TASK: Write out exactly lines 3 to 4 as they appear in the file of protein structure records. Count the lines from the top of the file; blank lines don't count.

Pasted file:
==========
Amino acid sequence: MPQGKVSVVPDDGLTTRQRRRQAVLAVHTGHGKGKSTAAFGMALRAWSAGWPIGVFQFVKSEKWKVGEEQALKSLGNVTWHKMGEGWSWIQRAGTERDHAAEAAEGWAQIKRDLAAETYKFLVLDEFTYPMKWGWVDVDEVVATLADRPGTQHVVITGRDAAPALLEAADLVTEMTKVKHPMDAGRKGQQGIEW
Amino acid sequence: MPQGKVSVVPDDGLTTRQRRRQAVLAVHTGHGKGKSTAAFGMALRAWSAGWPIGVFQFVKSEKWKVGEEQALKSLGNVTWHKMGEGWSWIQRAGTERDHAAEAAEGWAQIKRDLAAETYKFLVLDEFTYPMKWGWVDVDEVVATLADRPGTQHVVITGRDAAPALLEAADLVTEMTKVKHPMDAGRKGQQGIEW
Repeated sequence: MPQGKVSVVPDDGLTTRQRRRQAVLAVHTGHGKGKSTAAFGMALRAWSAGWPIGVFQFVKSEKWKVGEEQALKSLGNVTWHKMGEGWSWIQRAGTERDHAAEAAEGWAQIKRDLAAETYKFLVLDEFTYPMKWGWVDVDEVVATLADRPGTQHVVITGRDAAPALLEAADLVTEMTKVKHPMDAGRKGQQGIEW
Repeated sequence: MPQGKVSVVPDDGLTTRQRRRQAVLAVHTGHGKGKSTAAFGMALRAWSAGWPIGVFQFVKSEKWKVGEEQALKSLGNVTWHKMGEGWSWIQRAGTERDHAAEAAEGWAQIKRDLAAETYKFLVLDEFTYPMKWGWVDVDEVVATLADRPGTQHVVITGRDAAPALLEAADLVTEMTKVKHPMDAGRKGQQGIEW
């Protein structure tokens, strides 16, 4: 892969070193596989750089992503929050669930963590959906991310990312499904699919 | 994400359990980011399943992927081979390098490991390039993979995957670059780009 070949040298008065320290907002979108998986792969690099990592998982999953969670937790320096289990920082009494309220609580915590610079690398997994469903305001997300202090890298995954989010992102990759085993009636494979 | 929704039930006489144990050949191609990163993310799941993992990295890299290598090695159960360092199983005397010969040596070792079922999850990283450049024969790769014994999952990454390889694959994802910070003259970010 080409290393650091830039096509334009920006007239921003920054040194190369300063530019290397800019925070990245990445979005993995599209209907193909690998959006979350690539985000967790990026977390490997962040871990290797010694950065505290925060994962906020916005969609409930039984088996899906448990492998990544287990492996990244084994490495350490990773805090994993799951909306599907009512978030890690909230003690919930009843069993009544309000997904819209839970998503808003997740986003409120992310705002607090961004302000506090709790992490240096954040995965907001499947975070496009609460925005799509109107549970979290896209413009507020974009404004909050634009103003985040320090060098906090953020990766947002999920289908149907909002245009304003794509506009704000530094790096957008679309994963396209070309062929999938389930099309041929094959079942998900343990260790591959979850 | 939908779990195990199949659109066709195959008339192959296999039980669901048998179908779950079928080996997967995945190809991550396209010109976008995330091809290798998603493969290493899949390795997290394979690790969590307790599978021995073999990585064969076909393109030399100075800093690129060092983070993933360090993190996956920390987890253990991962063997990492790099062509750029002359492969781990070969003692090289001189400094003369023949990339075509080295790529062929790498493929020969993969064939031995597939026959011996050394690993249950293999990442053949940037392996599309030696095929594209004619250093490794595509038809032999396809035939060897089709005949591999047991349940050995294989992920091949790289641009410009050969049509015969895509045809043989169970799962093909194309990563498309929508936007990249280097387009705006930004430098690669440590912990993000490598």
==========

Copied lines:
Repeated sequence: MPQGKVSVVPDDGLTTRQRRRQAVLAVHTGHGKGKSTAAFGMALRAWSAGWPIGVFQFVKSEKWKVGEEQALKSLGNVTWHKMGEGWSWIQRAGTERDHAAEAAEGWAQIKRDLAAETYKFLVLDEFTYPMKWGWVDVDEVVATLADRPGTQHVVITGRDAAPALLEAADLVTEMTKVKHPMDAGRKGQQGIEW
Repeated sequence: MPQGKVSVVPDDGLTTRQRRRQAVLAVHTGHGKGKSTAAFGMALRAWSAGWPIGVFQFVKSEKWKVGEEQALKSLGNVTWHKMGEGWSWIQRAGTERDHAAEAAEGWAQIKRDLAAETYKFLVLDEFTYPMKWGWVDVDEVVATLADRPGTQHVVITGRDAAPALLEAADLVTEMTKVKHPMDAGRKGQQGIEW